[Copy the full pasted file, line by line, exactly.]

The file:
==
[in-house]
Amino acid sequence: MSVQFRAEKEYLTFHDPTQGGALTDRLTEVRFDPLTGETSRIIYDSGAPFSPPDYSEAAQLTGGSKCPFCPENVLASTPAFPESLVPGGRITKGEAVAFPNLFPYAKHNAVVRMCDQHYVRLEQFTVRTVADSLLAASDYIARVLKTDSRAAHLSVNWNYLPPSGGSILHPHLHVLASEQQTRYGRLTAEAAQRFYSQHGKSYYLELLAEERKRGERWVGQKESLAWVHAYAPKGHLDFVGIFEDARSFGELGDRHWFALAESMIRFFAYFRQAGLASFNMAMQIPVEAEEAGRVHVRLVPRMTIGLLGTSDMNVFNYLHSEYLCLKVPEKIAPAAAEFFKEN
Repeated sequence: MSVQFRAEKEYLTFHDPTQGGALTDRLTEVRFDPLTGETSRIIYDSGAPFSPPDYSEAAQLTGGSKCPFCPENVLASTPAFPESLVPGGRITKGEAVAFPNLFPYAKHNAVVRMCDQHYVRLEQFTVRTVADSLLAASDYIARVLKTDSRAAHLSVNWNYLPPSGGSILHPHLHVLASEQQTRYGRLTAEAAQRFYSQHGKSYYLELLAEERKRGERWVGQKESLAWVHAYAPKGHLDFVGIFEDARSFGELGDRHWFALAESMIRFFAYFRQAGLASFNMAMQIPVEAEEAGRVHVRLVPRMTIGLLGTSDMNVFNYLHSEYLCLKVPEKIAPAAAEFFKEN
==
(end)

[in-house]
Amino acid sequence: MSVQFRAEKEYLTFHDPTQGGALTDRLTEVRFDPLTGETSRIIYDSGAPFSPPDYSEAAQLTGGSKCPFCPENVLASTPAFPESLVPGGRITKGEAVAFPNLFPYAKHNAVVRMCDQHYVRLEQFTVRTVADSLLAASDYIARVLKTDSRAAHLSVNWNYLPPSGGSILHPHLHVLASEQQTRYGRLTAEAAQRFYSQHGKSYYLELLAEERKRGERWVGQKESLAWVHAYAPKGHLDFVGIFEDARSFGELGDRHWFALAESMIRFFAYFRQAGLASFNMAMQIPVEAEEAGRVHVRLVPRMTIGLLGTSDMNVFNYLHSEYLCLKVPEKIAPAAAEFFKEN
Repeated sequence: MSVQFRAEKEYLTFHDPTQGGALTDRLTEVRFDPLTGETSRIIYDSGAPFSPPDYSEAAQLTGGSKCPFCPENVLASTPAFPESLVPGGRITKGEAVAFPNLFPYAKHNAVVRMCDQHYVRLEQFTVRTVADSLLAASDYIARVLKTDSRAAHLSVNWNYLPPSGGSILHPHLHVLASEQQTRYGRLTAEAAQRFYSQHGKSYYLELLAEERKRGERWVGQKESLAWVHAYAPKGHLDFVGIFEDARSFGELGDRHWFALAESMIRFFAYFRQAGLASFNMAMQIPVEAEEAGRVHVRLVPRMTIGLLGTSDMNVFNYLHSEYLCLKVPEKIAPAAAEFFKEN